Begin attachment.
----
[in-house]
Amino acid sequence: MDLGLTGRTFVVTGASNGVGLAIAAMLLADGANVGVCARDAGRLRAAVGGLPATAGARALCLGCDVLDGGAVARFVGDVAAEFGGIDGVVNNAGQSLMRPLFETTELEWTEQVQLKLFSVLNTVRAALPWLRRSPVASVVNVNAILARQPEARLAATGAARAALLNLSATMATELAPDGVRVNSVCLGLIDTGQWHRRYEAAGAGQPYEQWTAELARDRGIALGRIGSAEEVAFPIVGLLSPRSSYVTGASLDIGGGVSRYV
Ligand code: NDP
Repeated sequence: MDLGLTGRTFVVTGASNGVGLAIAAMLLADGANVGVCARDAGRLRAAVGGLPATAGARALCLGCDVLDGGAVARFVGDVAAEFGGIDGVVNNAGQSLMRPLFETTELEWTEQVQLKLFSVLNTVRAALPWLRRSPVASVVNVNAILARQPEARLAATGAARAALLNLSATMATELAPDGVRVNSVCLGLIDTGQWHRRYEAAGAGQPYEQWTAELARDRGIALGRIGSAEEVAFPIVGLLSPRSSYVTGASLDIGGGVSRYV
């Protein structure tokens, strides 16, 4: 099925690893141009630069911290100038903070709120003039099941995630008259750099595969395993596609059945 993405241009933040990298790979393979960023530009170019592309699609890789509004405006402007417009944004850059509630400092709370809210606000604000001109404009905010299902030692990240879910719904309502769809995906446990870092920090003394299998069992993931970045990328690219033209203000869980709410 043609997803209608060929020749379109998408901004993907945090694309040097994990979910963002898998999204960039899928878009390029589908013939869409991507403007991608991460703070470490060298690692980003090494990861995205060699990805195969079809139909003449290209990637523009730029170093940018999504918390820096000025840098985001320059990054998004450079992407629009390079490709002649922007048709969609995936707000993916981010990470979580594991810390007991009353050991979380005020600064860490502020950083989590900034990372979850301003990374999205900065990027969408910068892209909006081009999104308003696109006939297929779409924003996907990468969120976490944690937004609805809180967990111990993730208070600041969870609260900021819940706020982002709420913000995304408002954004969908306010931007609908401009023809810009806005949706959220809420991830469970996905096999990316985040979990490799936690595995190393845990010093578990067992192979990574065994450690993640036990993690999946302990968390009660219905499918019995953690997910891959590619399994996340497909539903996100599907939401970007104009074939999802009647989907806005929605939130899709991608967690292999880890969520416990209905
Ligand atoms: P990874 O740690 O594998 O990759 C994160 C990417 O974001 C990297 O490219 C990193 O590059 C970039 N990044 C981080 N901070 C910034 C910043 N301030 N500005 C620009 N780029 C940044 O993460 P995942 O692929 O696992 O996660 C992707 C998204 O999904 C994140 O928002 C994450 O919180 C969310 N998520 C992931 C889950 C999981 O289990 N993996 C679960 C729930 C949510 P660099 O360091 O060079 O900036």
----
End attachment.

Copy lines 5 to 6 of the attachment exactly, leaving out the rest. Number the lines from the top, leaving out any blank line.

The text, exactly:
């Protein structure tokens, strides 16, 4: 099925690893141009630069911290100038903070709120003039099941995630008259750099595969395993596609059945 993405241009933040990298790979393979960023530009170019592309699609890789509004405006402007417009944004850059509630400092709370809210606000604000001109404009905010299902030692990240879910719904309502769809995906446990870092920090003394299998069992993931970045990328690219033209203000869980709410 043609997803209608060929020749379109998408901004993907945090694309040097994990979910963002898998999204960039899928878009390029589908013939869409991507403007991608991460703070470490060298690692980003090494990861995205060699990805195969079809139909003449290209990637523009730029170093940018999504918390820096000025840098985001320059990054998004450079992407629009390079490709002649922007048709969609995936707000993916981010990470979580594991810390007991009353050991979380005020600064860490502020950083989590900034990372979850301003990374999205900065990027969408910068892209909006081009999104308003696109006939297929779409924003996907990468969120976490944690937004609805809180967990111990993730208070600041969870609260900021819940706020982002709420913000995304408002954004969908306010931007609908401009023809810009806005949706959220809420991830469970996905096999990316985040979990490799936690595995190393845990010093578990067992192979990574065994450690993640036990993690999946302990968390009660219905499918019995953690997910891959590619399994996340497909539903996100599907939401970007104009074939999802009647989907806005929605939130899709991608967690292999880890969520416990209905
Ligand atoms: P990874 O740690 O594998 O990759 C994160 C990417 O974001 C990297 O490219 C990193 O590059 C970039 N990044 C981080 N901070 C910034 C910043 N301030 N500005 C620009 N780029 C940044 O993460 P995942 O692929 O696992 O996660 C992707 C998204 O999904 C994140 O928002 C994450 O919180 C969310 N998520 C992931 C889950 C999981 O289990 N993996 C679960 C729930 C949510 P660099 O360091 O060079 O900036």